In the end, God, who has been so elusive in all Job’s angry outbursts, confronts him in the whirlwind: “You can bury all evil in the dust? Why even I would praise you; your might would deliver you!” (Job 40:13–14). Job must surrender; there is no knowledge inaccessible to God (42:2). Job must come to a new understanding. Justice is not his to define. He must reject his defiant claims and repent as a child of dust (v. 6). He has a place in this world, but it is not to tell the creator about how the universe should be governed. One thing he can accept; he will not go wrong by trusting the creator that has given him life. For all his anger, Job had said the right things about God (42:7). Job would be a priest to his friends, intervening on their behalf. Job could submit to God because he realizes that God oversees brutal Leviathan. Leave pounding Sea to God.
The psalmists also knew that God defeats dreadful Leviathan, but in the most unusual manner. In the first instance God created the world by crushing the ugly head of Sea. But the ultimate defeat of this monster would come by another power. It is the power of a good those made in God’s image share. This good is the power of suffering. In suffering is the conquest of suffering. Psalm 22 is one of the most haunting laments a human can express: “My God, my God, why have you forsaken me? I call out by day—no answer; by night—nothing, only silence” (vv. 1–2). No suffering is so long as a painful sleepless night, especially when the sufferer is facing death, as this psalmist – “You have set me for the dust of death” (v. 15c). God had determined his destiny—death. Without warning, while still on the horns of the bull, the psalmist bursts into praise: “You have answered me!” (v. 21b). In the poetry of the psalm, the answer is parallel to the plea – “Save me from the mouth of the lion” (v. 21a). What answer is this? Why does the psalmist now burst into praise for the whole congregation? It is the knowledge that whatever the outcome of his suffering, the work of God has broken the power of suffering.
Psalm 22 is familiar to most Christians because Jesus on the cross uttered its opening words as his suffering became its most intense: “eli, eli, lema sabachthani” (Matthew 27:46). Jesus suffered as a human. As humans we participate in the victory of that suffering. Paul says of his mission to the Colossians: “I rejoice in my suffering on your behalf, as I bring to completion in my flesh that which lacks in the affliction of Christ on behalf of his body the church” (Col 1:24). The apostle is not talking about atonement; the suffering of Christians is a part of the conquest of suffering achieved by Christ on the cross.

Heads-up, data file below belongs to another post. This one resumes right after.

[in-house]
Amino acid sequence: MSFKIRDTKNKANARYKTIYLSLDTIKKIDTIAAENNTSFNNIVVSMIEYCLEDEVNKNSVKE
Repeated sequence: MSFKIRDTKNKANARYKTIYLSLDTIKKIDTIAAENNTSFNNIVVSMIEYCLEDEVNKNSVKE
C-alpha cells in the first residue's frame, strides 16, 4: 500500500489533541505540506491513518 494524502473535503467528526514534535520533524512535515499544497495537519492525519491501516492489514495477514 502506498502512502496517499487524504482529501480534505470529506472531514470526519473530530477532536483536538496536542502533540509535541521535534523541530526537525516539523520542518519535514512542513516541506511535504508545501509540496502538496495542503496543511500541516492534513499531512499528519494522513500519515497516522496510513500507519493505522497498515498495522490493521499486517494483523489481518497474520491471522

Suffering of Christians is never meaningless. Their suffering is part of the work of Christ in bringing all tears to an end. They patiently await that day when Sea is no more (Revelation 21:1), no more Leviathan. The monster will be crushed forever. Those faithful in Christ share in the victory of that utter crushing of all evil, pain, and suffering.
August H. Konkel
McMaster Divinity College
Bio – Gus Konkel
August Konkel is professor of Old Testament at McMaster Divinity College in Hamilton Ontario. He is president emeritus of Providence University College and Seminary in Otterburne (2001-2012). In 1984 he began as professor of Old Testament at Providence Theological Seminary. His publications include work as a translator for the New Living Translation, a contributor of notes for the Study Bible of the NLT in Chronicles, and notes for the Study Bible of the English Standard translation in Job. He was a contributor to the New International Dictionary of Old Testament Theology and Exegesis (Zondervan). He has published commentaries on Job (Tyndale Press), 1 & 2 Kings (Zondervan), and 1 & 2 Chronicles (Herald Press). His published research specializes in textual criticism and Biblical Theology.
Konkel was ordained in Mennonite Church Canada in 1972; he served as pastor of the Bethel Bergthaler Mennonite Church in Winkler from 1971-1982. He lives in Paris, Ontario with his wife Esther. They have four adult children who have made their homes in Ontario, England, and Guatemala and eight grandchildren between the ages of nine and thirteen.